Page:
Founders Brewing Co. has undergone several expansions in Grand Rapids over the last two decades, both at its original brewery and taproom as well as at a new facility that specializes in barrel-aged beers. The brewery’s progress has been easy to see for locals and tourists visiting the city, but one of its biggest areas of expansion is hidden from public view.
About three miles away from the brewery, and far below the streets of Grand Rapids, 14,000 barrels of beer quietly age.
The barrels are located in former gypsum mines once owned by the Alabastine Mining Company, and now by Michigan Natural Storage. The mines maintain a steady temperature of 50 degrees Fahrenheit or lower, which makes them ideal for storing a number of products—especially beer.
“The level that we’re on, we’re 85 feet below the surface of the earth and it’s about 38 million years old,” says brewery co-founder Dave Engbers. “I asked if they found fossils or stuff like that, and they said where we were predates any living organisms. The ceiling is under an old lake bed.”
The brewery stored its first barrels in the mines around 2004 or 2005, estimates Engbers. Founders had started aging beers in barrels just a few years before, and soon after the barrels were taking up space at the brewery that needed to be used for additional fermentation capacity.
Engbers and co-founder Mike Stevens had a friend at Michigan Natural Storage who proposed aging barrels there, which made a lot of sense given the facility’s proximity to the Grand Rapids brewery. Now, some of the brewery’s most well-known beers—like KBS and Backwoods Bastard—spend time maturing in the mines.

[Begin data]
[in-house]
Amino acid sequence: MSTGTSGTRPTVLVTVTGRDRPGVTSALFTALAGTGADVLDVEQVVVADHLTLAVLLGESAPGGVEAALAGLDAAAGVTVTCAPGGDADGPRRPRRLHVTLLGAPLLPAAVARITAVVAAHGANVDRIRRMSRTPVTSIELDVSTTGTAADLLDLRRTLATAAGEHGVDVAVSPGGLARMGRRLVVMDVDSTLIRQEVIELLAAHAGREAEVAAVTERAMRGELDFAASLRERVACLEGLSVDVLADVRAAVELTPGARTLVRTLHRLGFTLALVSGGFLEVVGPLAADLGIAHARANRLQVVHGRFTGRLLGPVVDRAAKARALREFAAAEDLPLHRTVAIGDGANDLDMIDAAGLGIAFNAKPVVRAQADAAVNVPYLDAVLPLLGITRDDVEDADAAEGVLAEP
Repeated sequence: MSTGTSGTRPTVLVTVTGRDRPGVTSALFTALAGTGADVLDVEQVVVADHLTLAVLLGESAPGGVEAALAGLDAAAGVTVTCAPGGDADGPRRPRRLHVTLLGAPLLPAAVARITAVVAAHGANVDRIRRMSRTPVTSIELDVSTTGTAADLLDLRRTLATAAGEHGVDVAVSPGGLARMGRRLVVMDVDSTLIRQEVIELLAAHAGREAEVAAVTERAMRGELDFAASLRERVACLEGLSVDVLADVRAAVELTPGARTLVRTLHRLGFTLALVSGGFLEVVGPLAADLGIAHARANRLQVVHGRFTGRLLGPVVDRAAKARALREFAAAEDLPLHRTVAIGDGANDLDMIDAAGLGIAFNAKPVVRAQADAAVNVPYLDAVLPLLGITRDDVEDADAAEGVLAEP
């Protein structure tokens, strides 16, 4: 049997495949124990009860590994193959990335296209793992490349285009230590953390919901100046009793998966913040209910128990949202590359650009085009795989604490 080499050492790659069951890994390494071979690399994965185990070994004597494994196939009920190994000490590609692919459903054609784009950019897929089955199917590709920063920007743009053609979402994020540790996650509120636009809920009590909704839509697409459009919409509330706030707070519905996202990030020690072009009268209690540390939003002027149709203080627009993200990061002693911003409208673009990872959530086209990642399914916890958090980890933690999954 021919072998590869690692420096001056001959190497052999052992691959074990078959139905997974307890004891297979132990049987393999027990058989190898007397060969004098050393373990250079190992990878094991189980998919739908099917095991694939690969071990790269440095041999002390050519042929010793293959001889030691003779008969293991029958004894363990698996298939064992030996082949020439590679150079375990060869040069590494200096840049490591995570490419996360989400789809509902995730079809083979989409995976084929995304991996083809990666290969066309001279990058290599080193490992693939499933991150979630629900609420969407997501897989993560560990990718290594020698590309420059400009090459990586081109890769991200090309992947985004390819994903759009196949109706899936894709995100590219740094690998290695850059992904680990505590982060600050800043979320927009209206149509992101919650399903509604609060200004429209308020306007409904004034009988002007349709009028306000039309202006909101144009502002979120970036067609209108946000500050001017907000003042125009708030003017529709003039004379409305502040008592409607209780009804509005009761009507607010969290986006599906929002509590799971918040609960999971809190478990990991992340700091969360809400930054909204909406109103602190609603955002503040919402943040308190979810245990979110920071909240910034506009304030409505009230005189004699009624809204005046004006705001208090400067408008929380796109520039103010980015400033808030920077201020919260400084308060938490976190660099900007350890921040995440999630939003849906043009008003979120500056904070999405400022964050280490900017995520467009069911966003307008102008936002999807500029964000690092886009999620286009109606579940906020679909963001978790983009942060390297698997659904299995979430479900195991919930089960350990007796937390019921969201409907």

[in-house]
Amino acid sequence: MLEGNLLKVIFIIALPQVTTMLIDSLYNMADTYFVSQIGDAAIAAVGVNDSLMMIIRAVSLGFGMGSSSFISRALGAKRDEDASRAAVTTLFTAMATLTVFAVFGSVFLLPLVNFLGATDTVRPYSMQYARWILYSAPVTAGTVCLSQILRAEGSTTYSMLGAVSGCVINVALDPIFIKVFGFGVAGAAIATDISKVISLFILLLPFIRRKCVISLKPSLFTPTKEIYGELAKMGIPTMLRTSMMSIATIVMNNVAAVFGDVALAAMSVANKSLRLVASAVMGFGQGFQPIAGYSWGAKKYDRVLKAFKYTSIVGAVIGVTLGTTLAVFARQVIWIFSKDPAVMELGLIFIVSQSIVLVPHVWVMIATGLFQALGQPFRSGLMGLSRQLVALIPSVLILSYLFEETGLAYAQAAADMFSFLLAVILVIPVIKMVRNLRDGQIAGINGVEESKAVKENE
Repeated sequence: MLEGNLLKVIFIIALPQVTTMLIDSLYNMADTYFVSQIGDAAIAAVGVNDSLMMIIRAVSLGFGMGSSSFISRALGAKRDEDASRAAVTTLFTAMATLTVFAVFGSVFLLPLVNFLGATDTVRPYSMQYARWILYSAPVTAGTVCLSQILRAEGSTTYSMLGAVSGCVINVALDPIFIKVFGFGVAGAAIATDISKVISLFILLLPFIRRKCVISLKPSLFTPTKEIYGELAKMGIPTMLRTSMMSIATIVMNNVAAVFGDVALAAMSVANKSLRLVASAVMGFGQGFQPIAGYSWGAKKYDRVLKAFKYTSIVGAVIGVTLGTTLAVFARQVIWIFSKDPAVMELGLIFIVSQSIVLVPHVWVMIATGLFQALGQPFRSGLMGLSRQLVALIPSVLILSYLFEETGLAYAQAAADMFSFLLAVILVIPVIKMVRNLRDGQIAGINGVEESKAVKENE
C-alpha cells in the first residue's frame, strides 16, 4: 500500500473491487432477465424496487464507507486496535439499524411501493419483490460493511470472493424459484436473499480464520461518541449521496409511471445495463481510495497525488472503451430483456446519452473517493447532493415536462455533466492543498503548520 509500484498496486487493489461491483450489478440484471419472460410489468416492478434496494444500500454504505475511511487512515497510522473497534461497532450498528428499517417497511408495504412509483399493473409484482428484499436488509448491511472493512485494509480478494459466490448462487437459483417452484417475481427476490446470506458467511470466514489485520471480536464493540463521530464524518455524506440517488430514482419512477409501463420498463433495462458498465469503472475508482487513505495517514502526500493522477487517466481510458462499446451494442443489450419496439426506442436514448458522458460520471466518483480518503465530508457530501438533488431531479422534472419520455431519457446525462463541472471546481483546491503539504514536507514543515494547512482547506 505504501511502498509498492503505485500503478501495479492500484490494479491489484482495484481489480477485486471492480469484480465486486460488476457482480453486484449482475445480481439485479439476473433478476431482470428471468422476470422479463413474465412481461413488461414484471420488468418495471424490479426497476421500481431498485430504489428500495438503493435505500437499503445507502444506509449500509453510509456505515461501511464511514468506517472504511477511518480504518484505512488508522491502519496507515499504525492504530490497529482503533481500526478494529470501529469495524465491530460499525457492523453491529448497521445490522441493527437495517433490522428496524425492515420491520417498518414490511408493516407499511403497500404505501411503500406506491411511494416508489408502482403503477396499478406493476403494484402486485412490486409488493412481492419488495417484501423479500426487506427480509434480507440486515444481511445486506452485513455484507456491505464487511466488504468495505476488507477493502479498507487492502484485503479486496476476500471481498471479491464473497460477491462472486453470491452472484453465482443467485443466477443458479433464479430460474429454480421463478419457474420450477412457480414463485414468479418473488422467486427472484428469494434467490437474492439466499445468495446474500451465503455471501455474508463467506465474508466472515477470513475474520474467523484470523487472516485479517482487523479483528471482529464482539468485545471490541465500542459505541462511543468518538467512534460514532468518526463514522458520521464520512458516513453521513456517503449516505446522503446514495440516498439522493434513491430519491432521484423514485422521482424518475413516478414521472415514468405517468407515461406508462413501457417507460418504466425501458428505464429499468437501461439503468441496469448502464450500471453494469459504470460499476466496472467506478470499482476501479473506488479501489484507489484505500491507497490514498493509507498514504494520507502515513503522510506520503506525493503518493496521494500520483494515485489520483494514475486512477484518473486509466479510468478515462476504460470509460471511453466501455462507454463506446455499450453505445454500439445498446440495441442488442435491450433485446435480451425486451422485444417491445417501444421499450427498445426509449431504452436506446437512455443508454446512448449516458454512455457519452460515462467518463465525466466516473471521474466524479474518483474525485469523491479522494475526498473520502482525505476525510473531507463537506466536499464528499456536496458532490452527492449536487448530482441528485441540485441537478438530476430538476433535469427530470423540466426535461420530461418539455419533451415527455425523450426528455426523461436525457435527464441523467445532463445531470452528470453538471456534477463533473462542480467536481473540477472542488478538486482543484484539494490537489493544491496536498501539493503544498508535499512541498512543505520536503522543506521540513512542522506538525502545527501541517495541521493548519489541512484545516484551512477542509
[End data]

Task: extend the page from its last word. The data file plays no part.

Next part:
The underground aging program at Founders may be novel, but aging beer underground is nothing new. Whether manmade or natural, more brewers are going underground with their barrel-aging programs.
A Return to Tradition
In the days before refrigeration, brewers—especially those specializing in lagers, which ferment at lower temperatures than ales—sought out underground spaces to age their beers. It was a common practice at breweries across Europe, and when German immigrants built breweries in the United States, many of them looked for underground cellars that could provide the cooler temperatures needed.
August Schell was one such brewer. Schell left Germany for the United States in 1848, and in 1860 built the Schell’s Brewery in New Ulm, Minnesota. Schell had cavernous cellars beneath the brewery dug out, creating a space to store barrels of the brewery’s lager.
Jace Marti remembers cleaning out the caves as a boy—and not fondly.
“I think that was one of those things that my dad did a little as punishment, but also as an initiation thing,” recalls Marti with a laugh. “There was no light down there, it was terrifying as a kid.”
Now, as a sixth-generation brewmaster at August Schell Brewing Co., he uses the caves to age his own beers. In 2015, the brewery reopened the caves, where currently 55-56 bourbon barrels reside.